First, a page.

They, Who Sound

Lawndale Art Center
They, Who Sound
THEY, WHO SOUND
Presented in collaboration with Nameless Sound
Experimental sound making, improvised music, noises,
 the sounding of art, and the performance of art and…
 
Different Artists and Performers
Every Monday at Lawndale
Two distinct sets each night
 
7:30 – 9:30 PM
Doors open at 7 PM
 
Free Admission. Donations to T, WS welcome.
Sponsored by Saint Arnold Brewing Company.
 
Monday, March 19, 2018
Kyle Motl
&
Scott Ayers/Tom Carter
Kyle Motl (San Diego) – bass
Scott Ayers (Houston) – guitar
Tom Carter (Houston) – guitar
 
Monday, March 26, 2018
John Kennedy/Dane Rousey
&
Sonia Flores
John Kennedy (Houston) – drums, percussion
Dane Rousey (San Antonio) – drums, percussion
Sonia Flores (Houston) – double bass, voice
 
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If you would like to receive regular emails for these weekly concerts, please email administration@namelesssound.org and put “TWS” in the subject line.
March Public Programs
SPEAKEASY feat. Jamire Williams 
Friday, March 23, 2018
8 PM
Doors open at 7:30 PM
Free Admission

Image courtesy of the artist

Playing with concepts established on his recent solo album, ///// EFFECTUAL, Williams will explore how spirituality and abstraction are made manifest through the nuanced sounds made on his drum set. 
 
Jamire Williams is a world-renowned musician and visual artist who has grown to sincerely feel that his purpose is to meld these mediums together in an organic, seamless fashion. A graduate of Houston’s acclaimed High School for the Performing and Visual Arts, Williams received his BFA from The New School in New York City in 2006. Since then, he has grown into one of the leading voices of his generation performing and collaborating with such artists as Herbie Hancock, Solange, Madlib, Christian Scott, and Chassol. He has also begun to journey into more conceptual spaces with abstract painting and curated installations. In 2012, he received the Harlem Stage Fund For New Work grant and was also an integral contributor to Jason Moran’s BLEED exhibition at the Whitney Biennial. Williams released a solo concept record entitled ///// EFFECTUAL in 2016, where he explores the dimensions of the drum set in acoustic and electronic capacities accompanied by his personal paintings. “Jamire Williams shows himself to be an inspired crafter of sound, capable of building entire worlds from just his drum hits.”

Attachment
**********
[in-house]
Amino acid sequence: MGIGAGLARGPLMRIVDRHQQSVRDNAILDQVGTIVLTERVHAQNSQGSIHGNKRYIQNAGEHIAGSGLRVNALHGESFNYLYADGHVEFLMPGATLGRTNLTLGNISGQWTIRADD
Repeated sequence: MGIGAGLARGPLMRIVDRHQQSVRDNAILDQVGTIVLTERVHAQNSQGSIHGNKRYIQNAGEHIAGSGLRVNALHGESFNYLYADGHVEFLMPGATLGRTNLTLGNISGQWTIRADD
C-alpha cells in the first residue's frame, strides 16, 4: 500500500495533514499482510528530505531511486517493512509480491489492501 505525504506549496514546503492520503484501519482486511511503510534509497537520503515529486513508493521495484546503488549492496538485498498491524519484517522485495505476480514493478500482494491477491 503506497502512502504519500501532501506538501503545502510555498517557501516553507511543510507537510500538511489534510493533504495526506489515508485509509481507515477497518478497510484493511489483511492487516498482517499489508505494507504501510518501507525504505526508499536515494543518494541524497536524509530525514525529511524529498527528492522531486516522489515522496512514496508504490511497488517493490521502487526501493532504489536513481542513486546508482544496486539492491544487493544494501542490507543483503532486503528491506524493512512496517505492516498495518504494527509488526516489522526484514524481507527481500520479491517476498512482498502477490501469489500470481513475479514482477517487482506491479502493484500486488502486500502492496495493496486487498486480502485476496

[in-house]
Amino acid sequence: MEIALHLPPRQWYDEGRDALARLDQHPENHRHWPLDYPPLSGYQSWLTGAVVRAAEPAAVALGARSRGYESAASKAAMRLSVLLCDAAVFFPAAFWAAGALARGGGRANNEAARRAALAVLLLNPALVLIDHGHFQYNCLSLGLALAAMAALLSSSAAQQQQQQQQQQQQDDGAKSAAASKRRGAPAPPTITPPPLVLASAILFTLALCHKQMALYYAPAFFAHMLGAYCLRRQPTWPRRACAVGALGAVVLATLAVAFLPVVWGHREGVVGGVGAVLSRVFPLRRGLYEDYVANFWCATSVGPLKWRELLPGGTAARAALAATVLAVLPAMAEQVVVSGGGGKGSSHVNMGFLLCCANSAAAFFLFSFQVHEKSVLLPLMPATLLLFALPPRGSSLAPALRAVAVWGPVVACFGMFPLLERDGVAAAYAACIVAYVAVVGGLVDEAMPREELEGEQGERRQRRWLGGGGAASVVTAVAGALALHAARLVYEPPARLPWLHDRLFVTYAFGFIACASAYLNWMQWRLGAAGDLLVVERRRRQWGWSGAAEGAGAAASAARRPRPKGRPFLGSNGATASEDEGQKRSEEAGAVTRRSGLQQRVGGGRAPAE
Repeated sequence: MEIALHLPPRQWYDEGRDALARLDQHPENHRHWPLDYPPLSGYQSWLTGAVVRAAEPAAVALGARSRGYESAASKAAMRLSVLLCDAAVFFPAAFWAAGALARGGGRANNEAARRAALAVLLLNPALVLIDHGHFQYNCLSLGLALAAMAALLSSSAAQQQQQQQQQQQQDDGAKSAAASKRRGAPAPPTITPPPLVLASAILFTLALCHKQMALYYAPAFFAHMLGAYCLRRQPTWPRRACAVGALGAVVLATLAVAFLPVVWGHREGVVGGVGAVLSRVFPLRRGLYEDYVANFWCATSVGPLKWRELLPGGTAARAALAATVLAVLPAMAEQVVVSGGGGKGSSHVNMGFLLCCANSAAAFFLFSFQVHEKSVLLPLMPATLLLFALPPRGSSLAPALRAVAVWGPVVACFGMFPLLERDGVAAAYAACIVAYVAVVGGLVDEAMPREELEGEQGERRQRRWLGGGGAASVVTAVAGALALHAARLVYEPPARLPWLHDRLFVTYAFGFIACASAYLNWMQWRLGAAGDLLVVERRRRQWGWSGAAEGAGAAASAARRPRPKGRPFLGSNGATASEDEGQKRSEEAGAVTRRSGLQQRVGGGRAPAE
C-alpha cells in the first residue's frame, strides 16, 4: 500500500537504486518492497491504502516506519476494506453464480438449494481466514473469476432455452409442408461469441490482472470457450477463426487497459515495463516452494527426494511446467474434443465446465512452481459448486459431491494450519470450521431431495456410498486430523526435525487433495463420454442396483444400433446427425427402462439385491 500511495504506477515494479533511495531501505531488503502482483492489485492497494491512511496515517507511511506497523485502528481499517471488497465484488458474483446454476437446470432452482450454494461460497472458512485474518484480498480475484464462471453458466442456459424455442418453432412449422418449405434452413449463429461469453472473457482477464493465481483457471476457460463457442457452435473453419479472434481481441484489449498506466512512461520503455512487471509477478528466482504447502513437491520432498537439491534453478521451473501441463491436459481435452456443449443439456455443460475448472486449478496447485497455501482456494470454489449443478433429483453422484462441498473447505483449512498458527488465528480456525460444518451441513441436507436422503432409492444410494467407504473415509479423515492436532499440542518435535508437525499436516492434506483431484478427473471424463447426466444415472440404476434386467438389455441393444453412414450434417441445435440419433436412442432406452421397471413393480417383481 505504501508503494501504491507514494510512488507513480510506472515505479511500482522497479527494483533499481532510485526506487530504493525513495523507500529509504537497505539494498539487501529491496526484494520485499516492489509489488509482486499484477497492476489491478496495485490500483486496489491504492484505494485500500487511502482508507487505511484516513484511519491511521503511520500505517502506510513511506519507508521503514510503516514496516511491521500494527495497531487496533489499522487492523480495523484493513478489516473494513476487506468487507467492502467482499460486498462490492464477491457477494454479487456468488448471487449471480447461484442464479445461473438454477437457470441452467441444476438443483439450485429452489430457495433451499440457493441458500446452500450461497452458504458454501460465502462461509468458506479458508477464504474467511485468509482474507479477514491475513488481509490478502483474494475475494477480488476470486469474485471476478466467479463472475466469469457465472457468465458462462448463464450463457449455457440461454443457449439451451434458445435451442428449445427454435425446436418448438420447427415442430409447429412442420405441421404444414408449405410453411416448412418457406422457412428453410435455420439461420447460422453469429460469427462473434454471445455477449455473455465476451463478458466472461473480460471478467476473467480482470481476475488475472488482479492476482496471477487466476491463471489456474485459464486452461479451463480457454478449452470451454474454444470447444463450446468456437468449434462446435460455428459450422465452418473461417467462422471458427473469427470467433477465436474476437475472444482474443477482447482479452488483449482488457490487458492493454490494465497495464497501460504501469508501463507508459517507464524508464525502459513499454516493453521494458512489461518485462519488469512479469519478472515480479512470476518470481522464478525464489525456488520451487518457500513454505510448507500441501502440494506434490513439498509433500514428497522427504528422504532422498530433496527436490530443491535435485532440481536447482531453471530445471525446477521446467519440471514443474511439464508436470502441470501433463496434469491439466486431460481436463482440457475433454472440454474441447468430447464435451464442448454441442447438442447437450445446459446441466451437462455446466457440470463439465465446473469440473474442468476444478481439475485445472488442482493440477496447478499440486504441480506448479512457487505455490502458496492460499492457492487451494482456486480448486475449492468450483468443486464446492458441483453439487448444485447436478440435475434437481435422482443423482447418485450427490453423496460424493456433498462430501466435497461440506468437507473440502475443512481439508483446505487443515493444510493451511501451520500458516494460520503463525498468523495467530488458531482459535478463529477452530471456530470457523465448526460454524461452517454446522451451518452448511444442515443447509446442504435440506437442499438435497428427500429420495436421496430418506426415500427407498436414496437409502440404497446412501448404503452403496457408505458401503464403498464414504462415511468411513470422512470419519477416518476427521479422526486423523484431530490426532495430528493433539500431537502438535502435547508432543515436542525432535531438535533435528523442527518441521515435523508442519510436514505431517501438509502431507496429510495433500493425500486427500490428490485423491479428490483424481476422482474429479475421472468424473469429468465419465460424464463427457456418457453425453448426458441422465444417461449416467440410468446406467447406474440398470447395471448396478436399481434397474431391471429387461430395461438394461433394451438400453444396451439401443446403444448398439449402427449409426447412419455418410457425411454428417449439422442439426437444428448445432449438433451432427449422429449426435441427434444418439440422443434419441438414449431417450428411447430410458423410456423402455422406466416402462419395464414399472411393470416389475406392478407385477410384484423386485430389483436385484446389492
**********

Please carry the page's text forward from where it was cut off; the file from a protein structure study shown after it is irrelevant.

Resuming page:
– Pitchfork 
 
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Conversation with Jamal Cyrus x Jamire Williams
Sunday, March 25, 2018
2 PM
Horton Gallery

Jamal Cyrus x Jamire Williams, Boogaloo & The Midnite Hours (Installation view), 2018

Join Lawndale Sunday, March 25 at 2 PM for a conversation with Jamal Cyrus and Jamire Williams on the final viewing day for Boogaloo & The Midnite Hours will be on view. During this conversation, Cyrus and Williams will discuss the creative origins of their exhibition and how the show relates to each of their respective practices. 

This event is free and open to the public. Join the event on Facebook
Exhibitions Currently On View 
Between Love & Madness: Mexican Comic Art from the 1970s
Organized by Christopher Sperandio in collaboration with students from Practical Curation,